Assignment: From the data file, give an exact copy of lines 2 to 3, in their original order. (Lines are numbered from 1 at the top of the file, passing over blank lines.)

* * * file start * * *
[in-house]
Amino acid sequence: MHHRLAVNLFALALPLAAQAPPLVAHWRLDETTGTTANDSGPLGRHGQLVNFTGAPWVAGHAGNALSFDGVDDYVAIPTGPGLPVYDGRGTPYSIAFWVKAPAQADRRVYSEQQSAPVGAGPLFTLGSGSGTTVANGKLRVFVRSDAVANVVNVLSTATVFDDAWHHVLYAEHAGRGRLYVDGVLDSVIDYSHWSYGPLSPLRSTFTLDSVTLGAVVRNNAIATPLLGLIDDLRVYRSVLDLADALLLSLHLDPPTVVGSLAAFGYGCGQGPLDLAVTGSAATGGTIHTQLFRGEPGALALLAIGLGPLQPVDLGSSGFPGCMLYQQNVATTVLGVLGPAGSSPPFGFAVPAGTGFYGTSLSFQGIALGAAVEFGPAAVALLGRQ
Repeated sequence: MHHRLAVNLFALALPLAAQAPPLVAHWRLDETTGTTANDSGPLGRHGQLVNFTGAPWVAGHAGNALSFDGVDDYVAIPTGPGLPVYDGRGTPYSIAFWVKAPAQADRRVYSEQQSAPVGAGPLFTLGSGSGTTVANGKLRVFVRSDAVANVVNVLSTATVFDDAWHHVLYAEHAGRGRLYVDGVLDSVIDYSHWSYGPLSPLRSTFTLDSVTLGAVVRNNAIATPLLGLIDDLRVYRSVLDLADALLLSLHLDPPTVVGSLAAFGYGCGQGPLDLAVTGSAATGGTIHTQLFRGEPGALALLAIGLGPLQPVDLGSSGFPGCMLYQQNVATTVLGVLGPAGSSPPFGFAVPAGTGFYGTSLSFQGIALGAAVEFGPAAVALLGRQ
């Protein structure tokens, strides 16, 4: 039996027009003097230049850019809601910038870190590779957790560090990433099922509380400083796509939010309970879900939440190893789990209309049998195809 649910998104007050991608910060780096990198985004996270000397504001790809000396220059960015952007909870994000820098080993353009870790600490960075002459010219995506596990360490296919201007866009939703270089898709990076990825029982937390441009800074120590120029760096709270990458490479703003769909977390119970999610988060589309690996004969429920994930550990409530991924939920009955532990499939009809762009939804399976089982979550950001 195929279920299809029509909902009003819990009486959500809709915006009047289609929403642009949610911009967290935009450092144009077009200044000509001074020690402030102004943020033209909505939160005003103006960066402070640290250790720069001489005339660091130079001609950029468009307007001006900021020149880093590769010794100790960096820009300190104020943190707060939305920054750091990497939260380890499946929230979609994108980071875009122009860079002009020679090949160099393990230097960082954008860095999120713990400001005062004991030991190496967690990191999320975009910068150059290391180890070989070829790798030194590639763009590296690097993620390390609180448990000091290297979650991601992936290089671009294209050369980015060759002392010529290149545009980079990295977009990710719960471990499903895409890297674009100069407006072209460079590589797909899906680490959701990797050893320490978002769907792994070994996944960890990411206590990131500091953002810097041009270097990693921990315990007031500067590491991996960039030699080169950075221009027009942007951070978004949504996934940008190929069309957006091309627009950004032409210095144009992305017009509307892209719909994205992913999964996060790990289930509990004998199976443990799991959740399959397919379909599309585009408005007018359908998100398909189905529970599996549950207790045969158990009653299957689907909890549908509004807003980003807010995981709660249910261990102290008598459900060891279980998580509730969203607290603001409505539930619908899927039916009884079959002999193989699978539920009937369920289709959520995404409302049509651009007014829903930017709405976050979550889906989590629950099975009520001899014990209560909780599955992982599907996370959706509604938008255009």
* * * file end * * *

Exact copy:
Amino acid sequence: MHHRLAVNLFALALPLAAQAPPLVAHWRLDETTGTTANDSGPLGRHGQLVNFTGAPWVAGHAGNALSFDGVDDYVAIPTGPGLPVYDGRGTPYSIAFWVKAPAQADRRVYSEQQSAPVGAGPLFTLGSGSGTTVANGKLRVFVRSDAVANVVNVLSTATVFDDAWHHVLYAEHAGRGRLYVDGVLDSVIDYSHWSYGPLSPLRSTFTLDSVTLGAVVRNNAIATPLLGLIDDLRVYRSVLDLADALLLSLHLDPPTVVGSLAAFGYGCGQGPLDLAVTGSAATGGTIHTQLFRGEPGALALLAIGLGPLQPVDLGSSGFPGCMLYQQNVATTVLGVLGPAGSSPPFGFAVPAGTGFYGTSLSFQGIALGAAVEFGPAAVALLGRQ
Repeated sequence: MHHRLAVNLFALALPLAAQAPPLVAHWRLDETTGTTANDSGPLGRHGQLVNFTGAPWVAGHAGNALSFDGVDDYVAIPTGPGLPVYDGRGTPYSIAFWVKAPAQADRRVYSEQQSAPVGAGPLFTLGSGSGTTVANGKLRVFVRSDAVANVVNVLSTATVFDDAWHHVLYAEHAGRGRLYVDGVLDSVIDYSHWSYGPLSPLRSTFTLDSVTLGAVVRNNAIATPLLGLIDDLRVYRSVLDLADALLLSLHLDPPTVVGSLAAFGYGCGQGPLDLAVTGSAATGGTIHTQLFRGEPGALALLAIGLGPLQPVDLGSSGFPGCMLYQQNVATTVLGVLGPAGSSPPFGFAVPAGTGFYGTSLSFQGIALGAAVEFGPAAVALLGRQ